Friday, 3 July 2015

Column 21, 2015 – When bad is better than good

Printed in The Cricket Paper, issue 124, Friday July 3, 2015.
[Full text below]

Part of cricket’s unusual dynamic is that you can have a bad game personally and win, and a brilliant game personally and lose.

In the spirit of anticipation, here’s two Ashes examples.

Adelaide 2006, England threw away a virtually certain draw, destroyed almost singlehandedly by the relentless will of Warne. The indomitable Paul Collingwood made a double century in the first innings and carried his bat in the second. A personal career high point, in a game no England fan wants to remember.

Edgbaston 2005, a game every England fan remembers: The Greatest Test; one of our most famous victories over the old foe. Ian Bell scored 6 and 21. In one of the all time great games, our greatest stylist just never got in.

Getting in is everything. Batting gets easier as your innings goes on. The more you’re there, the more you get used to the pitch, the light, the weather, the bowlers – swing, seam, turn. You become attuned to this particular task, not just batting in general: batting here, today, now. You pick the right shots. Your timing is crisp.

Different players take more or less time to get in. Old-school Test openers in bowling-friendly conditions may not allow themselves an aggressive shot until well into the afternoon session. 40/50 overs – a whole game’s worth getting your eye in.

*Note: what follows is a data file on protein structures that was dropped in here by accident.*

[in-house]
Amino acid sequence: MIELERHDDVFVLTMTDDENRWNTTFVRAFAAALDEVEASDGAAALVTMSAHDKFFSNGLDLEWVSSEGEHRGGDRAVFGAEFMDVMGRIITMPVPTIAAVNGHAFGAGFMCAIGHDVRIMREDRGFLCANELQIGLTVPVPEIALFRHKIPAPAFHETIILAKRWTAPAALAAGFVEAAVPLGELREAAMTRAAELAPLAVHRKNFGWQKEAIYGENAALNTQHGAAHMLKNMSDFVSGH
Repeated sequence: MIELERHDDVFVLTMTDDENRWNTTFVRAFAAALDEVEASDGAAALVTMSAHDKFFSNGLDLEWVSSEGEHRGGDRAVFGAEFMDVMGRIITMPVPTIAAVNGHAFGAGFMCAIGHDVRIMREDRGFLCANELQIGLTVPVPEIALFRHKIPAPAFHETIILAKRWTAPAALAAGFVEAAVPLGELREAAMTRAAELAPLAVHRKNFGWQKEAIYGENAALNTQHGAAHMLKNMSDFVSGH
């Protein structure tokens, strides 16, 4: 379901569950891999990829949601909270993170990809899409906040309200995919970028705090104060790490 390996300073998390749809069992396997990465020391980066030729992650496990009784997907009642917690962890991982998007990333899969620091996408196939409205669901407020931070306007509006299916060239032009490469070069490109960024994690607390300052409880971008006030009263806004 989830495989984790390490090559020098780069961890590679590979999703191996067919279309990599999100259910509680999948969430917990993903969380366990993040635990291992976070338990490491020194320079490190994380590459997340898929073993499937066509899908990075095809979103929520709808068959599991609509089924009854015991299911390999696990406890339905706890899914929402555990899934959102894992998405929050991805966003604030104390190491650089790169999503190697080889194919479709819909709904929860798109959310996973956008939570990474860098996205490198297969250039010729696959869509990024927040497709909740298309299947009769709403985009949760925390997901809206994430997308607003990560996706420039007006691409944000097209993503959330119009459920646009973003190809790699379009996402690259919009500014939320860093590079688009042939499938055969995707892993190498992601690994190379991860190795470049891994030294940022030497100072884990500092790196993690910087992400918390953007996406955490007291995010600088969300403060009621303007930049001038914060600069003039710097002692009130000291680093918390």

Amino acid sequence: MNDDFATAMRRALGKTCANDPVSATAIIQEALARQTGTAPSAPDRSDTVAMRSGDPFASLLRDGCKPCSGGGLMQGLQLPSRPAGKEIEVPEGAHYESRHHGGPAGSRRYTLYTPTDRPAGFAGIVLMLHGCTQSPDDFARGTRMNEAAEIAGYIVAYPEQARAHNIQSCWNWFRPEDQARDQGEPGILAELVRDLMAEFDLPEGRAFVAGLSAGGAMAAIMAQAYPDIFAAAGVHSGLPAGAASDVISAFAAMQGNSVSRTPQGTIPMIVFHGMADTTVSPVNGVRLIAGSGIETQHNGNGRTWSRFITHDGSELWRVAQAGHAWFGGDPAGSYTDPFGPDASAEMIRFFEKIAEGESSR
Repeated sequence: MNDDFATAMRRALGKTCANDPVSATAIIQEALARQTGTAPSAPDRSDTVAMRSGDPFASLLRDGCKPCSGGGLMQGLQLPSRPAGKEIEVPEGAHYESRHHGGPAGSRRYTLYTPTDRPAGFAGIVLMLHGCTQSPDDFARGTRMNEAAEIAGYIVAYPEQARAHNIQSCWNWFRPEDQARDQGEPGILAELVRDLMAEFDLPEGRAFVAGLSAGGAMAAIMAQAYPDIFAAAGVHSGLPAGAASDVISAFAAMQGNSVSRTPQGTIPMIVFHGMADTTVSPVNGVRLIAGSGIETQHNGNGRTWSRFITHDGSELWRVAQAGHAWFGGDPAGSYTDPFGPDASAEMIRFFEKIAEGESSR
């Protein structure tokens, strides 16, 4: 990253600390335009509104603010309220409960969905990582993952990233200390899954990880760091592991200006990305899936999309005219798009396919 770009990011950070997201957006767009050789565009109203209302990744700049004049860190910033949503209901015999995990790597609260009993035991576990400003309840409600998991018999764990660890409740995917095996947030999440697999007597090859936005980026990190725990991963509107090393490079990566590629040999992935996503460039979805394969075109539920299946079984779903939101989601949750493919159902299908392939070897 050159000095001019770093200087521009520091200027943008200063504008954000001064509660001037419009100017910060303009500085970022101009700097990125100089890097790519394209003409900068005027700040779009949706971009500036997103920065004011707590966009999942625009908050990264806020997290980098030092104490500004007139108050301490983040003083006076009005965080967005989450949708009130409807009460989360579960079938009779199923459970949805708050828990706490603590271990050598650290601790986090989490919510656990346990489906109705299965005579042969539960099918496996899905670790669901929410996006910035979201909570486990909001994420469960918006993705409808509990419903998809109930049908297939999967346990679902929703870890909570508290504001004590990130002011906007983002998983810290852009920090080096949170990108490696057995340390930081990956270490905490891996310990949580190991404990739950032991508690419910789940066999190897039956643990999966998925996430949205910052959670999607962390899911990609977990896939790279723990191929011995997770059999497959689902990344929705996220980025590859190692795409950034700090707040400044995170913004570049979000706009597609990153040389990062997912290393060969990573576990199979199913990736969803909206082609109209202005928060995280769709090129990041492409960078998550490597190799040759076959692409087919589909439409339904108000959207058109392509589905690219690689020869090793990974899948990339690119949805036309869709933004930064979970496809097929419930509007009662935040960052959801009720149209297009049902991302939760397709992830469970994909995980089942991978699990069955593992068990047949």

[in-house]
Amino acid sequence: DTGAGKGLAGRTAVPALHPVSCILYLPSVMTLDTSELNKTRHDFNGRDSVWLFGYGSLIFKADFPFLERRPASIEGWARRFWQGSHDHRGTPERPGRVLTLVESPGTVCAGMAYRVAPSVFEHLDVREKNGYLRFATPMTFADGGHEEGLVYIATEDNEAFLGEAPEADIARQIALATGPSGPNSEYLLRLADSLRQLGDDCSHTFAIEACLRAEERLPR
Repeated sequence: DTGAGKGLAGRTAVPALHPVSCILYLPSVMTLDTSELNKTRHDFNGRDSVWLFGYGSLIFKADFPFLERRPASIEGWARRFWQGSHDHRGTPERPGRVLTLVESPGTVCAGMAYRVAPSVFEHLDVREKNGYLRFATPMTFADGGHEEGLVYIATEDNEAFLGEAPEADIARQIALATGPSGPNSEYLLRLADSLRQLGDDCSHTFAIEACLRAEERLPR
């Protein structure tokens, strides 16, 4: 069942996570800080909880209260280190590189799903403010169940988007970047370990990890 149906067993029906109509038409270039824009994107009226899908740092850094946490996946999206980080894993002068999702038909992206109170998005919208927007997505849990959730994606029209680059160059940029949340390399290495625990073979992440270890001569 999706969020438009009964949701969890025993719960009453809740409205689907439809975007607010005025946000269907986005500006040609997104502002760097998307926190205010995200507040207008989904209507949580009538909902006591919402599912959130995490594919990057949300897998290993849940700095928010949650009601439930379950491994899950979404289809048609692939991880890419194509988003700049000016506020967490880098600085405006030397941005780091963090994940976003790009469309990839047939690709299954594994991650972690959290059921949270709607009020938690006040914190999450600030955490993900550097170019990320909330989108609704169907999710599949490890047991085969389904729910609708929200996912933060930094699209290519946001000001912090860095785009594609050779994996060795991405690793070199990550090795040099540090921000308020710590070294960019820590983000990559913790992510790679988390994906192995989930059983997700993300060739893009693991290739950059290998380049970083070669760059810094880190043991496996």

Chris Gayle, for all his ferocious hitting, invariably plays himself in, even in t20. He doesn’t take long about it, but he has a look. His jaw-dropping 151 off 62 balls for Somerset a month ago (in a losing cause, incidentally) included 10 fours and 15 sixes. It also included at least one dot ball from every Kent bowler: their first to him. Even in full bludgeon mode, Gayle allows himself time. Imagine if he was in a hurry.

It may happen sooner, but for most of us less gifted mortals, half a dozen overs is usually enough to get yourself in.

Saturday I batted for half our innings and didn’t get in at all. Instead of getting easier, it seemed to get harder as it went on. I’ve no idea why. The pitch was a bit sticky, but it’s not like we’re not used to that. I didn’t time a single ball off the front foot, only the odd pull finding the general vicinity of the middle. It was a desperate, scratchy knock. I tried everything: batting two yards outside the crease, hanging right back, charging down. Nothing really worked. Just one of those days. The 39 runs look fine in the book, but I’ve had ducks that felt better. It was ghastly.

And yet we won comfortably. A maximum 24-pointer, finally sealed by their tenth wicket with just three balls to spare. An excellent all round team performance, in which I was personally horrible.

Still, better that way round. In this area at least, it’s better to do an Ian Bell than a Paul Collingwood.

- ends 489 words -

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